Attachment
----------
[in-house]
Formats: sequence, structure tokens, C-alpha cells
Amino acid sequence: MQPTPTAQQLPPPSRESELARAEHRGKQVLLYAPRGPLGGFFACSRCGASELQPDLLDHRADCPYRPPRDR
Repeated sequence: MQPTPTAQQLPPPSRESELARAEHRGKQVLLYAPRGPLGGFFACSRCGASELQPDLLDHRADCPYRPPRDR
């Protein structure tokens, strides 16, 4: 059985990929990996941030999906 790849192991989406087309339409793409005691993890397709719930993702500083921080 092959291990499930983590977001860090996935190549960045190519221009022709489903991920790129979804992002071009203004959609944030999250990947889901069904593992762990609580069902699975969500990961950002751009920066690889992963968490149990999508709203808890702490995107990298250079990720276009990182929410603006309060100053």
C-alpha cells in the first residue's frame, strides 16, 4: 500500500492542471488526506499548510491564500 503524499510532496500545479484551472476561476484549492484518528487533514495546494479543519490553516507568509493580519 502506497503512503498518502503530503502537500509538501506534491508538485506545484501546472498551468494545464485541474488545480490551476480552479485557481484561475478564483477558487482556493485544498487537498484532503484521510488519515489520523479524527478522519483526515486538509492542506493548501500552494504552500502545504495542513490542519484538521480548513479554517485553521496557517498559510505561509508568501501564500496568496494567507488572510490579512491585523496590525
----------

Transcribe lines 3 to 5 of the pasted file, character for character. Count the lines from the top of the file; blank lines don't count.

Amino acid sequence: MQPTPTAQQLPPPSRESELARAEHRGKQVLLYAPRGPLGGFFACSRCGASELQPDLLDHRADCPYRPPRDR
Repeated sequence: MQPTPTAQQLPPPSRESELARAEHRGKQVLLYAPRGPLGGFFACSRCGASELQPDLLDHRADCPYRPPRDR
């Protein structure tokens, strides 16, 4: 059985990929990996941030999906 790849192991989406087309339409793409005691993890397709719930993702500083921080 092959291990499930983590977001860090996935190549960045190519221009022709489903991920790129979804992002071009203004959609944030999250990947889901069904593992762990609580069902699975969500990961950002751009920066690889992963968490149990999508709203808890702490995107990298250079990720276009990182929410603006309060100053």